Shadow Jumper

With two children suffering from a rare sun disease, this Spearfish family has found creative ways to adapt to everyday life.

Heather and Ryan Koerner had no idea anything was amiss with son Noah until a long drive across South Dakota when he was a little over a year old. The family were returning to their home in Spearfish following a trip to Wisconsin when Noah began crying and screaming. “It was the longest car ride of our lives,” Ryan recalls. There’s nothing unusual about children crying, but Noah’s tantrum lasted for hours—a clear sign that something was wrong. A visit to the doctor confirmed their fears: Noah was diagnosed with erythropoietic protoporphyria, a disorder so rare it affects fewer than 500 people in the United States.

Erythropoietic protoporphyria, commonly referred to as EPP, is a genetic disorder that causes tingling, itching, burning, and extreme pain when patients are exposed to sunlight. The severity of symptoms and amount of sun exposure individuals can tolerate varies from person to person. Long-term complications include liver failure (affecting 5-10 percent of patients) and gallstones.

There is no cure for EPP, though longitudinal research studies and clinical trials are attempting to find solutions.

Patients must avoid the sun and protect themselves when  venturing outdoors; they have been dubbed “shadow jumpers” for their ability to go from shadow to shadow, always looking for the safety of shade.

Because EPP is a hereditary disorder involving a gene mutation, Heather and Ryan were caught off-guard by the diagnosis. Neither had a family history of the disease, or had even heard of it before. Adapting to a life where the sun could cause harm was a learning experience for the whole family, including older brother Skylar, who was symptom-free. Heather and Ryan’s backgrounds—both are nurses—helped. Still, the diagnosis changed the way they parented.

They began dressing Noah in long sleeves, wide-brimmed hats, and gloves to ensure he was covered at all times. They erected a tent over the swimming pool, built hoop sheds, added seat-mounted fans to the truck, and learned that cool washcloths, fans, and hydroxy cream all help soothe discomfort and irritation.

One lesson the Koerners learned was that EPP requires planning year-round. It might sound like summer is the season to be most concerned with, but even winter poses challenges. “You know how everybody’s wrecking in ditches during the first few snowstorms?” Ryan says. “Glare reflecting from the snow can affect Noah, too!”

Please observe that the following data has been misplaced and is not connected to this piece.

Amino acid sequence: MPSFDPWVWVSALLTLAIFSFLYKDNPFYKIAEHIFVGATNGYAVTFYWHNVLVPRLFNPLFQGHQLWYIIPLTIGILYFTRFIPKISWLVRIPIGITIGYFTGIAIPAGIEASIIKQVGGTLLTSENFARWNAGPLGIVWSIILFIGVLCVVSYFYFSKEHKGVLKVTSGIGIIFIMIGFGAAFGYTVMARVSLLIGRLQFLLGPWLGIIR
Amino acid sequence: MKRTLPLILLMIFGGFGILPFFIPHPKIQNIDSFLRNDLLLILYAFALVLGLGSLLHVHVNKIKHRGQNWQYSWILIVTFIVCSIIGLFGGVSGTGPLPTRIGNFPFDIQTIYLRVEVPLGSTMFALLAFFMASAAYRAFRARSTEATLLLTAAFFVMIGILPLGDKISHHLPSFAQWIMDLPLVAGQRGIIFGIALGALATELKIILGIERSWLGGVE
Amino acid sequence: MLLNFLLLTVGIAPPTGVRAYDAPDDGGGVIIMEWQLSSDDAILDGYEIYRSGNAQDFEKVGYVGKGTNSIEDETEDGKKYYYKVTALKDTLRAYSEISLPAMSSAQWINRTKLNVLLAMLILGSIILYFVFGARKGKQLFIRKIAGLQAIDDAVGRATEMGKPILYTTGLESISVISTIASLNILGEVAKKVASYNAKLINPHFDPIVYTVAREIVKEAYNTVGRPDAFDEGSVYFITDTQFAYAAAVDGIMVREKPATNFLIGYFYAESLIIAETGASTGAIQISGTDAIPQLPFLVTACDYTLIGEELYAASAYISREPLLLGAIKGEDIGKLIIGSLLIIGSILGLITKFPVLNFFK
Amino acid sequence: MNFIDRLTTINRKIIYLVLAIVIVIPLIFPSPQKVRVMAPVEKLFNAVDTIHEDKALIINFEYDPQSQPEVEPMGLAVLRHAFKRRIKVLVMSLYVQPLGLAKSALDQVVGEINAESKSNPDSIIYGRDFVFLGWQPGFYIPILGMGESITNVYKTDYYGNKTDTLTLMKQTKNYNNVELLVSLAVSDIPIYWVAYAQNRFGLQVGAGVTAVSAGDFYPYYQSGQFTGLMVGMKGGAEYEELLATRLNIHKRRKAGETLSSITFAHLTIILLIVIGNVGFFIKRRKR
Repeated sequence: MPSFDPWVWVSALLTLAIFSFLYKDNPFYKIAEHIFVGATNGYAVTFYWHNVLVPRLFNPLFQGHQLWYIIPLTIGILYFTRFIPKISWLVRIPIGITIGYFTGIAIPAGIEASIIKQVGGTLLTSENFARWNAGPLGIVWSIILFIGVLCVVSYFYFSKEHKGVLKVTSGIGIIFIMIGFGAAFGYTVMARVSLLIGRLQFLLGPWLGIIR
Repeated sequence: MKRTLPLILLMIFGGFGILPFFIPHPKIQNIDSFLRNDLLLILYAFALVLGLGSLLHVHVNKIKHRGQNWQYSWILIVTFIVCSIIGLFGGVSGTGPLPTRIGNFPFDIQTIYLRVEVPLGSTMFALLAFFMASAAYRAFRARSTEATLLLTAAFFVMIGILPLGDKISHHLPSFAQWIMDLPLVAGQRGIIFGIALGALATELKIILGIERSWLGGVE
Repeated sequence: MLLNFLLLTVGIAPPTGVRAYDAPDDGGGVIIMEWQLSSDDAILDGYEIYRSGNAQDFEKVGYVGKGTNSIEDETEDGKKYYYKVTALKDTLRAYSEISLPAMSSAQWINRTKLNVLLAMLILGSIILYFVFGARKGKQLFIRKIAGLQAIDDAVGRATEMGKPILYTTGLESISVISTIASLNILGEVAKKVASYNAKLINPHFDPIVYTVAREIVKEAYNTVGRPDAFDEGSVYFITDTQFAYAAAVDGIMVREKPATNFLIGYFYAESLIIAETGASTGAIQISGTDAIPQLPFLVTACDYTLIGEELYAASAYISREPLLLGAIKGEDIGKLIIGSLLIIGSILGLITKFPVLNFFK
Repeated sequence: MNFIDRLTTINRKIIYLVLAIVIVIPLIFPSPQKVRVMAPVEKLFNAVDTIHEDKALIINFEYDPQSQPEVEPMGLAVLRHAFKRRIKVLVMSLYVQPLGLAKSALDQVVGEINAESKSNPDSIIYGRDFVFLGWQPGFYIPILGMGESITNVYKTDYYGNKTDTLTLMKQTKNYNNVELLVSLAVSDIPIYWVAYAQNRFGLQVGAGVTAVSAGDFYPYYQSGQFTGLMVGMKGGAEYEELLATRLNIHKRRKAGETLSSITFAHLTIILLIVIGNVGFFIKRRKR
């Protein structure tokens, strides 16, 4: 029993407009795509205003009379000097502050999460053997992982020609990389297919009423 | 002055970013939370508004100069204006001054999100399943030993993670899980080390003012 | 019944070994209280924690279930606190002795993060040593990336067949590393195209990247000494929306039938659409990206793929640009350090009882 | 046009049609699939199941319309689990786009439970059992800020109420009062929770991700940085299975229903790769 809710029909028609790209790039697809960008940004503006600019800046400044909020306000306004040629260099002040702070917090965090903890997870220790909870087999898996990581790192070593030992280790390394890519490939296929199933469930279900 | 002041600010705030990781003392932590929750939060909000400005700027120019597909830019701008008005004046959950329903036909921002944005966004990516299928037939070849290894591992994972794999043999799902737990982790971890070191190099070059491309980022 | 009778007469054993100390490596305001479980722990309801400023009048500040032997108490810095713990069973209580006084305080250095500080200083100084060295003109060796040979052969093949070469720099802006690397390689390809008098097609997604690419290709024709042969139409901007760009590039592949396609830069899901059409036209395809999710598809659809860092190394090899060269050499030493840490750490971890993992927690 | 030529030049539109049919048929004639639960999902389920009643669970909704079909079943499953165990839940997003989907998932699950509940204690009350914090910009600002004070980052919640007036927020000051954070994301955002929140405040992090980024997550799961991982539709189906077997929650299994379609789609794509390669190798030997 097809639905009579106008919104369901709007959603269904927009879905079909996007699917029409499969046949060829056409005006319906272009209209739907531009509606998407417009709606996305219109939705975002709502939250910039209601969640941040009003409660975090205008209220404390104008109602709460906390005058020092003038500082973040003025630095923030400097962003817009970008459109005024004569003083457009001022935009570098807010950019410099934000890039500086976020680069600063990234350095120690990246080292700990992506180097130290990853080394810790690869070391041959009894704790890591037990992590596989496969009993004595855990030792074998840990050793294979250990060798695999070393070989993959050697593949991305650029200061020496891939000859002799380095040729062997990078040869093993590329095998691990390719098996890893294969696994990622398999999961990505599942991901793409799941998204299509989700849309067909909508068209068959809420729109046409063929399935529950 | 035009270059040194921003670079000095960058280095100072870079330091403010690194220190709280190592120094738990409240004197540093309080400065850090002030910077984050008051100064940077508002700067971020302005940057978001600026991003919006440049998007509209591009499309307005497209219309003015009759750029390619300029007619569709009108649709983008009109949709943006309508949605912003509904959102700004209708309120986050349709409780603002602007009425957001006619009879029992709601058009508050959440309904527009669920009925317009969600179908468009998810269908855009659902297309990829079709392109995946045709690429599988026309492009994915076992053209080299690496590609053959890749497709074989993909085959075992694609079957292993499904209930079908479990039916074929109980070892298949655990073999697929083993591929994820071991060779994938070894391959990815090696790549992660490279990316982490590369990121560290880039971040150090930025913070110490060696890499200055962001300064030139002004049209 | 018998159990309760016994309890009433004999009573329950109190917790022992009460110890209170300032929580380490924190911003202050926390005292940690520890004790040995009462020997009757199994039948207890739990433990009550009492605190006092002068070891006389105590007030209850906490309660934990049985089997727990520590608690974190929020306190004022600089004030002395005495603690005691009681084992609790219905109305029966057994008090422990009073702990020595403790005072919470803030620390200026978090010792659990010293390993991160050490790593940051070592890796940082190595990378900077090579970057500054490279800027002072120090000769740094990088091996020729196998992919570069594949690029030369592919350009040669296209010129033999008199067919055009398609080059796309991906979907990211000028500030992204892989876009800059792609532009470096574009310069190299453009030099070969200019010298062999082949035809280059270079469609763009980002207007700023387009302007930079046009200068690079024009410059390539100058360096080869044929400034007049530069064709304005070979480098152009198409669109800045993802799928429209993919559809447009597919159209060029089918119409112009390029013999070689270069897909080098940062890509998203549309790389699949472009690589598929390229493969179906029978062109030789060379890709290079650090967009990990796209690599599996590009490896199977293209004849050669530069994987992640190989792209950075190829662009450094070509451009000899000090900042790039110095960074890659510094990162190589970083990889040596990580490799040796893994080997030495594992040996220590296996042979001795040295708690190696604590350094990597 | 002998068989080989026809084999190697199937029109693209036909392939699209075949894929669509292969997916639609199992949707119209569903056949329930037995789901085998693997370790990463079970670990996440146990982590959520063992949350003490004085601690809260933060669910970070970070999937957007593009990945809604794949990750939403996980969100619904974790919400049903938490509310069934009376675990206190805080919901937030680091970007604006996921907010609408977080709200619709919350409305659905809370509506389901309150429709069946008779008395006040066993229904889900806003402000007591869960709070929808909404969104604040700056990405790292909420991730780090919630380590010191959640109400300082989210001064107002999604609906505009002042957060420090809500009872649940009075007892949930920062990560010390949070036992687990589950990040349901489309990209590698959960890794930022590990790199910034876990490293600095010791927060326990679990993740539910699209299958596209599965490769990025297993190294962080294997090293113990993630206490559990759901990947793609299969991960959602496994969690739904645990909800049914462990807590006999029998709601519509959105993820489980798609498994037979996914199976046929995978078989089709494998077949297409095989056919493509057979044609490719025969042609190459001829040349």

“EPP makes you rethink a lot of things,” Heather adds. When going out, for instance, the family scouts out shady places and packs a traveling bag full of UV-protective clothing, hats, gloves, battery packs, washcloths, and fans. “We’re always prepared to change plans in case the kids get hot or start to itch. We have an exit plan for everything.”

You might have noticed that Heather said kids. Plural is correct: their youngest son, Asher, was also diagnosed with EPP in July, 2019. Asher was 22 months old at the time—the same age as Noah (now 6) when he was diagnosed. His symptoms are milder than his older brother’s, but still require careful planning. At least this time, the family was better prepared.

The community has been extremely supportive of the Koerner family. Noah’s school, Mountain View Elementary, has been very accommodating; they set up meetings to learn more about his condition, switched out the indoor lights to lower-wattage bulbs, and built extra time into the curriculum to help Noah get dressed before heading outside to play.

As for the kids, they mostly handle their condition in stride. Skylar, age 7, does a great job looking out for his younger brothers, ensuring they are properly covered and watching over them. Naturally, there is some frustration at times. Skylar doesn’t always get to participate in activities he enjoys and Noah balks at getting dressed sometimes.

The family tries their best to give the children as normal a life as possible, even if it means waiting until evenings when the sun goes down to let them go outside and play.

Ryan has advice for other parents whose kids are diagnosed with uncommon medical disorders.

“The main thing is to be persistent,” he says. “Be an advocate and speak up for your kid.”

It’s clear that he and Heather are doing just that to ensure their kids have as normal a life as possible.

words by Mark Petruska
photos by Jesse Brown Nelson

To learn more about EPP, visit the National Organization for Rare Disorder’s web page or the American Porphyria Foundation at